I am really just looking to play with something new but would like to make an informed choice. I realize it is still a shot in the dark, to an extent but the way I figure it is that it never hurts to gather opinions from those more experienced than myself. Just looking for a general opinion of the most common characteristics of particular stones as I know that no two are the same but they share, at least, similar properties.

    The thing is that I am a very indecisive person by nature and these things play on my mind.

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    No worries, I think what you are appear to be looking for is a tricky one to find. There are well known soft muddy finishers and hard finishers, but finishers on the softer side of hard yet without drifting too far into the realm of muddy are probably going to be more difficult to locate without a bit of trial and error. I'd think you'll probably end up needing to look for a harder takashima/hakka/hideriyama or a softer awasedo/kiita of some description. I'd be interested to hear what Badger, Smash, or some of the other jnat junkies might have to say on the subject.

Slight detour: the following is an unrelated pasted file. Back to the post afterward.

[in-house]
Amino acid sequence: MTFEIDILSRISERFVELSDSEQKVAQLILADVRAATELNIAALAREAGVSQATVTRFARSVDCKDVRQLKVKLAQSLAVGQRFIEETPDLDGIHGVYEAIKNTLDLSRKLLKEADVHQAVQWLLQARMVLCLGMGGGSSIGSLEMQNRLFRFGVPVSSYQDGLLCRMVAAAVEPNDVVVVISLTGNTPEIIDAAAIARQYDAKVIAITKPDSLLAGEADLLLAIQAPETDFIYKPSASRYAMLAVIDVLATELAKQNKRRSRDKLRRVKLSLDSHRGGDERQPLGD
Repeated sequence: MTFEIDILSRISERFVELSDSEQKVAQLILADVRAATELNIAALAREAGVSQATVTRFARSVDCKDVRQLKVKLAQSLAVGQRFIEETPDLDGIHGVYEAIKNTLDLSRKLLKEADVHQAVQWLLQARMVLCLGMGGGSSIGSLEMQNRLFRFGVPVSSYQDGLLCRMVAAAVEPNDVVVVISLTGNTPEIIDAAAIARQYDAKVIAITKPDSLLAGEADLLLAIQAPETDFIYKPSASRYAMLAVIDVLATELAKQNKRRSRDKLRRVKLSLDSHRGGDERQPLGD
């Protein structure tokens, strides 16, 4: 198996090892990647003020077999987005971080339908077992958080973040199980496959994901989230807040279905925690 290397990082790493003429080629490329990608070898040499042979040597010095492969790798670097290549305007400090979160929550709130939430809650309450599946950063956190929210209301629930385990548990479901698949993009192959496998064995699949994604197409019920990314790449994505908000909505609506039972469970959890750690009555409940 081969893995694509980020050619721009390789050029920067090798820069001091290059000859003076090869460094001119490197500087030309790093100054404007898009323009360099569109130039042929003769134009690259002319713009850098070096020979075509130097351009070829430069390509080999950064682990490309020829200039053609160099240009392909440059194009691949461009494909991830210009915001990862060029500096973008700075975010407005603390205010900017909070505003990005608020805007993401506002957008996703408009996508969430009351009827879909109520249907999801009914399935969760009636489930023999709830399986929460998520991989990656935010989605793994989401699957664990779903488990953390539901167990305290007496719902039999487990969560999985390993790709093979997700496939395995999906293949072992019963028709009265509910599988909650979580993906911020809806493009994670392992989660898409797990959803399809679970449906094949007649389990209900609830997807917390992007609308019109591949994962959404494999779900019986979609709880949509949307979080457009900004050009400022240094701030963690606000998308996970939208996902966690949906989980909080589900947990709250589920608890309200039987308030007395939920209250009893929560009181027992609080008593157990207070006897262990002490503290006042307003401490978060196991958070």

6. #6
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    My Oouchi (from JKI) is supposed to run softer than the Hideriyama stones also carried there and IIRC it won't kick up even close to that much slurry just refining a narrow beveled primary edge.